[Image licensed under the Creative Commons IDS.photos from Tiverton, UK, Remains of Glastonbury Abbey, Glastonbury, Somerset (3049676967), CC BY-SA 2.0]

If you're not up to date with woo-woo mysticism and don't know what the deal is over Glastonbury, it's a town in England that is considered to be one of the most "spiritual" places in the world, right up there with Ayers Rock in Australia, Sedona, Arizona, and Salem, Massachusetts.  Supposedly, Glastonbury is the place where Joseph of Arimathea fled after Jesus's crucifixion, and when he got there he thrust his walking stick into the ground, where it took root and now flowers every Christmas.

The problem is, the Glastonbury Thorn doesn't flower at Christmas, it flowers in the spring, like most hawthorns.  No, the faithful say; that's because the current thorn isn't the real thing, which was cut down as an idolatrous image during the Puritan era following the English Civil War.  Even so, there are people who take the whole thing awfully seriously, which is why the current tree (planted in 1951) has been repeatedly vandalized.

Then there's the King Arthur connection, because Glastonbury Abbey is supposedly where the Once and Future King was buried after his death at the hands of his cousin Mordred in the Battle of Salisbury Plain.  There's even an inscription on a stone cross in the Abbey that allegedly has an inscription dating back to the fifth century, and which mentions King Arthur by name.

In addition to all this, or perhaps because of it, Glastonbury (or more specifically the hill Glastonbury Tor that stands nearby) has been identified as being the world's most powerful convergence of "ley lines," lines of spiritual force that allegedly encircle the globe.  "[T]he landscape as a whole," we're told, "is imbued with a beauty, mystique and numinescence which has made it well loved over many centuries, and the haunt of many advanced souls."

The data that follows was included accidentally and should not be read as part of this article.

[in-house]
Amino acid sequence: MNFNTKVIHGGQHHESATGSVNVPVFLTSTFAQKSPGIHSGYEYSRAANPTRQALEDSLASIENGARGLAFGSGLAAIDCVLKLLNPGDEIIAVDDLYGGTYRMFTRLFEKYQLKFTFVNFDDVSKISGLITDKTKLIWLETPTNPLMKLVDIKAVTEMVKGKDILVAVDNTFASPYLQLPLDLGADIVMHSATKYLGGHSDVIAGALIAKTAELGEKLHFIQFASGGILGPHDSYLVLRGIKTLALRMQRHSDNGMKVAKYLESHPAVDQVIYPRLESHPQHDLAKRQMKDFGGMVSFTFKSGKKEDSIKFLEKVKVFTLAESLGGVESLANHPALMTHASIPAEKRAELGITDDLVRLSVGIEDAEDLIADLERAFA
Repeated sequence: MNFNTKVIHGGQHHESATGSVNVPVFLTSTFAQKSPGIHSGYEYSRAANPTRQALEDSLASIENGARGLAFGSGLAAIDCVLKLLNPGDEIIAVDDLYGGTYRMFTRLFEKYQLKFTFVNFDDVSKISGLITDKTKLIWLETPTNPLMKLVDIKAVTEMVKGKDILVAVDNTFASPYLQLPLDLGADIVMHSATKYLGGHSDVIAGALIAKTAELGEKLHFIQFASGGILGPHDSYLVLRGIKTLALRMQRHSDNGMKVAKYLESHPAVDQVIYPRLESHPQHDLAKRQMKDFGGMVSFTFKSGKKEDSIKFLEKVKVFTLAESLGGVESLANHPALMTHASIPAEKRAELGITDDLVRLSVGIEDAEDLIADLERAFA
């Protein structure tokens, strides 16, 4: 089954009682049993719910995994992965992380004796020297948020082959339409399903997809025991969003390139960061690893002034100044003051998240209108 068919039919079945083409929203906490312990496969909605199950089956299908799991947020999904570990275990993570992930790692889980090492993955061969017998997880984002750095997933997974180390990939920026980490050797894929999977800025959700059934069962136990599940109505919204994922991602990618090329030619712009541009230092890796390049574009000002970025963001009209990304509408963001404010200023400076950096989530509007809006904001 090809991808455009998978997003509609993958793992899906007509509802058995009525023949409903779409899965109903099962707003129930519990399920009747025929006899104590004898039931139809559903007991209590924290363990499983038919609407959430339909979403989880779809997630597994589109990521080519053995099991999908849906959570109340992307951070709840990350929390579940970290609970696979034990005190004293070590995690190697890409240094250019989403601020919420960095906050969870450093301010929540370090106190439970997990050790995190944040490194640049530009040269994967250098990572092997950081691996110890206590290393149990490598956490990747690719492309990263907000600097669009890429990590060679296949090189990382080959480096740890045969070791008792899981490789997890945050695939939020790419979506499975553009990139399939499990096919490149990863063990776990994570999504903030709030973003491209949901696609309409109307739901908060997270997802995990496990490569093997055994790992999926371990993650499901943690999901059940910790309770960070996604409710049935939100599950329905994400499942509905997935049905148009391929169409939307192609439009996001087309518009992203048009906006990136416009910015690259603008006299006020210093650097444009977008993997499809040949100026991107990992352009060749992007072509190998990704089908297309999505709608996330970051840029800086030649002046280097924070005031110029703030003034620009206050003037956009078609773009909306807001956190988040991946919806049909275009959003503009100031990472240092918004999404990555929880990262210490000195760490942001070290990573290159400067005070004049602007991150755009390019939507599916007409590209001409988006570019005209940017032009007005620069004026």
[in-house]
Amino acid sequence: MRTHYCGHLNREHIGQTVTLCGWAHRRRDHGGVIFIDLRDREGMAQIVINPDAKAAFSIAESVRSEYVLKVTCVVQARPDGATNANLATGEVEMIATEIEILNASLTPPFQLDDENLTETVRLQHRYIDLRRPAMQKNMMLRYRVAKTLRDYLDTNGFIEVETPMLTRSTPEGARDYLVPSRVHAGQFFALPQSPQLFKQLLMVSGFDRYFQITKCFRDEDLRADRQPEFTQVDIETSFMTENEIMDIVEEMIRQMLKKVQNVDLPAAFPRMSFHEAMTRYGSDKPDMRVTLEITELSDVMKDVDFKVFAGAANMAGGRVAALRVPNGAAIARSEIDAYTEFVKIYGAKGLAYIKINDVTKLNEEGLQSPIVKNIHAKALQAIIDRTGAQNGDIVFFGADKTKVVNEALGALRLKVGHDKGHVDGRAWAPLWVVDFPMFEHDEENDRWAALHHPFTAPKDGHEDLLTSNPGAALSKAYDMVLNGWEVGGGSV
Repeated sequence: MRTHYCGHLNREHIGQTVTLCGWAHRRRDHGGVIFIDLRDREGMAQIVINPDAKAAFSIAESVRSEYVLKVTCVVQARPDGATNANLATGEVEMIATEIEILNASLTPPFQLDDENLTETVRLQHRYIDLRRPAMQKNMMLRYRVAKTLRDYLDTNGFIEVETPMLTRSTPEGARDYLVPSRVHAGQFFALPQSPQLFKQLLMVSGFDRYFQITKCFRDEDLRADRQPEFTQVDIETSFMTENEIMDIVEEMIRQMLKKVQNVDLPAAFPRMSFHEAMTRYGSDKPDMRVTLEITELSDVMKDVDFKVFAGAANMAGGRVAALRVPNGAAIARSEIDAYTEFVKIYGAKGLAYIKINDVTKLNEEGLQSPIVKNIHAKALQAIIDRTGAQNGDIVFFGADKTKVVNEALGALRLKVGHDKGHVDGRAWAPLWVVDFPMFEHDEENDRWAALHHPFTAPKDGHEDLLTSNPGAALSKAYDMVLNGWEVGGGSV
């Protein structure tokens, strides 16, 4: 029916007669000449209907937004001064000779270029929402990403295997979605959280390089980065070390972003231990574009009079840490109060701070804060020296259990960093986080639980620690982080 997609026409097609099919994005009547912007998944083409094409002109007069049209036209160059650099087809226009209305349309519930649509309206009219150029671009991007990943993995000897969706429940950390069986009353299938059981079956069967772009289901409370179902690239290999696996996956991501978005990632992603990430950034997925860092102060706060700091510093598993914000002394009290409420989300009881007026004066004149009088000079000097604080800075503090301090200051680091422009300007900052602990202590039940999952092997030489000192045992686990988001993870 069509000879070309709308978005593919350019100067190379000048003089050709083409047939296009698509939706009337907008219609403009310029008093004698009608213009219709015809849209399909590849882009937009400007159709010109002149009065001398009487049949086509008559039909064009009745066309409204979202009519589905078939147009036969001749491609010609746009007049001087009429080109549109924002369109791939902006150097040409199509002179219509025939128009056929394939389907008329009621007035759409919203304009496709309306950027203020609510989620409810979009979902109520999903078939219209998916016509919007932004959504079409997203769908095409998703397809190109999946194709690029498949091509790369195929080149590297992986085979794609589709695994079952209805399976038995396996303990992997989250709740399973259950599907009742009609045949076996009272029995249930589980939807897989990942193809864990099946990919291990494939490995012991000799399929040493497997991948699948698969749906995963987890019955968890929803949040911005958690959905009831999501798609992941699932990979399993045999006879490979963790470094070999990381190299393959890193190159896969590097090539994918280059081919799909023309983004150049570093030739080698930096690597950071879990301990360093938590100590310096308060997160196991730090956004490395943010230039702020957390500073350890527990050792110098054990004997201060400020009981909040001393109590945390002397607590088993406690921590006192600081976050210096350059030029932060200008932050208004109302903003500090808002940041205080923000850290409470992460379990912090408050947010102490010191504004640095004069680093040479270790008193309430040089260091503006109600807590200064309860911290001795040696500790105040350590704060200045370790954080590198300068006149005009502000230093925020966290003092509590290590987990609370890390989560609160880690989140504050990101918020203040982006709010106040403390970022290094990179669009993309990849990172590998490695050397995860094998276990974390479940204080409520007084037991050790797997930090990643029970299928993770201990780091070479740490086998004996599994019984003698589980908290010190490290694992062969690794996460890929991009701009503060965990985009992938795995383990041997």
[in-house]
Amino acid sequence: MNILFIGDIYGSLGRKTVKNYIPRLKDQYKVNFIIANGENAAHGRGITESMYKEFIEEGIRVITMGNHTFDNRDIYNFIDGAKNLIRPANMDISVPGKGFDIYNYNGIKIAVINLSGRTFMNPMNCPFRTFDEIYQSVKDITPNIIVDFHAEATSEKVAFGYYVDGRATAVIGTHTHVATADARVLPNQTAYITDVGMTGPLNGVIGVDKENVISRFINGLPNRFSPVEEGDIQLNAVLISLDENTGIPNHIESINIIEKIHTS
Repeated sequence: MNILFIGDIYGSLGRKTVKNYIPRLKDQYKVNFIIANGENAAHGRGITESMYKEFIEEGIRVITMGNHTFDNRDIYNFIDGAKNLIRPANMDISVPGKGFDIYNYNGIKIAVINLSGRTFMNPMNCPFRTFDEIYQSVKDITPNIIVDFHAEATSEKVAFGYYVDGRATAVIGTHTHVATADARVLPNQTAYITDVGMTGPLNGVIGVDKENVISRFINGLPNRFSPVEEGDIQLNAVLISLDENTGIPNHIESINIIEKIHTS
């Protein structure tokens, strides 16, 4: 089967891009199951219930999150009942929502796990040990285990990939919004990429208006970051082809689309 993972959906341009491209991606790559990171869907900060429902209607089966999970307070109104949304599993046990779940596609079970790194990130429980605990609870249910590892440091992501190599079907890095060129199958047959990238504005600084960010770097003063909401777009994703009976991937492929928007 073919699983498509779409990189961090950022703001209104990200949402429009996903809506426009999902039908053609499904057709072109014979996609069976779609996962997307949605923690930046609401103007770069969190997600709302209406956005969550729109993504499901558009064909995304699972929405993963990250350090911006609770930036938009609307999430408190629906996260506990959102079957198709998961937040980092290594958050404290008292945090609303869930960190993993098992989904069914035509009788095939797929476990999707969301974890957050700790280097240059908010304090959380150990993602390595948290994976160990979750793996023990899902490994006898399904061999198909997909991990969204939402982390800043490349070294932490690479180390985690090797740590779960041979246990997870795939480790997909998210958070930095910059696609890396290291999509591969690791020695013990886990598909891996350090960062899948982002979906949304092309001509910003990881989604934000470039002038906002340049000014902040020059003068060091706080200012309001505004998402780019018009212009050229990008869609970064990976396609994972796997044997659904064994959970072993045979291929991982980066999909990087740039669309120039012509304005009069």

So with all of this romantic folklore surrounding the spot, it's no wonder that people make pilgrimages to Glastonbury every year.  Which makes a paper published by a group of archaeologists at the University of Reading all the more devastating.

Because the study has shown that all of the mystical trappings surrounding the place were the invention of some twelfth-century monks who were trying to find a way to raise money when their monastery burned down.

Archaeologist Roberta Gilchrist and her team have spent years looking at both the documents and the structures that supposedly play into the legend.  And she has concluded that after the fire, which occurred in 1184, some enterprising monks decided to cash in on the increasing popularity of the Arthurian mythology (Geoffrey of Monmouth's seminal Historia Regum Brittaniae had only been completed some 46 years earlier, and was still immensely influential).  So they started a rumor that Glastonbury was where Arthur was buried, and that he'd been buried there because it was where Joseph of Arimathea planted his walking stick.  "Look!" they said.  "There's a hawthorn tree up on that hill!  That's the ticket!"

And thus the legend of the Holy Thorn was begun.

[Nota bene: yes, I know twelfth-century monks wouldn't have used the phrase "that's the ticket."  However, considering that they would also have been speaking Early Middle English, I think I'm allowed some poetic license, here.]